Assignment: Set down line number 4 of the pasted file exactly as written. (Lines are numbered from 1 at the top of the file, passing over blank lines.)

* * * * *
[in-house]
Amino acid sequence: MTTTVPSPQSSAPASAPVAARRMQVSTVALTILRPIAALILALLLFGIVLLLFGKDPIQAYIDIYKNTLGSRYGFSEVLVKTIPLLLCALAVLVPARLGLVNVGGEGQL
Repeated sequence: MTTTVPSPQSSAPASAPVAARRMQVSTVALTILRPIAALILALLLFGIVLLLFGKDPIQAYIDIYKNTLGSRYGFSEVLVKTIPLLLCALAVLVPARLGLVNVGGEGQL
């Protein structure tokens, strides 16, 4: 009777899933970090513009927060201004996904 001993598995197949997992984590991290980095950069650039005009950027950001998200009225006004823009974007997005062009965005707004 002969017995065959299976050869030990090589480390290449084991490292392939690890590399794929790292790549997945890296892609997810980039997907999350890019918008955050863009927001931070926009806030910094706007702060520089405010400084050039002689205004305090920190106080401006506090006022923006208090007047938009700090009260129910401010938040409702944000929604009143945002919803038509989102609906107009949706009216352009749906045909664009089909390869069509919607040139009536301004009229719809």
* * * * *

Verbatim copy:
């Protein structure tokens, strides 16, 4: 009777899933970090513009927060201004996904 001993598995197949997992984590991290980095950069650039005009950027950001998200009225006004823009974007997005062009965005707004 002969017995065959299976050869030990090589480390290449084991490292392939690890590399794929790292790549997945890296892609997810980039997907999350890019918008955050863009927001931070926009806030910094706007702060520089405010400084050039002689205004305090920190106080401006506090006022923006208090007047938009700090009260129910401010938040409702944000929604009143945002919803038509989102609906107009949706009216352009749906045909664009089909390869069509919607040139009536301004009229719809």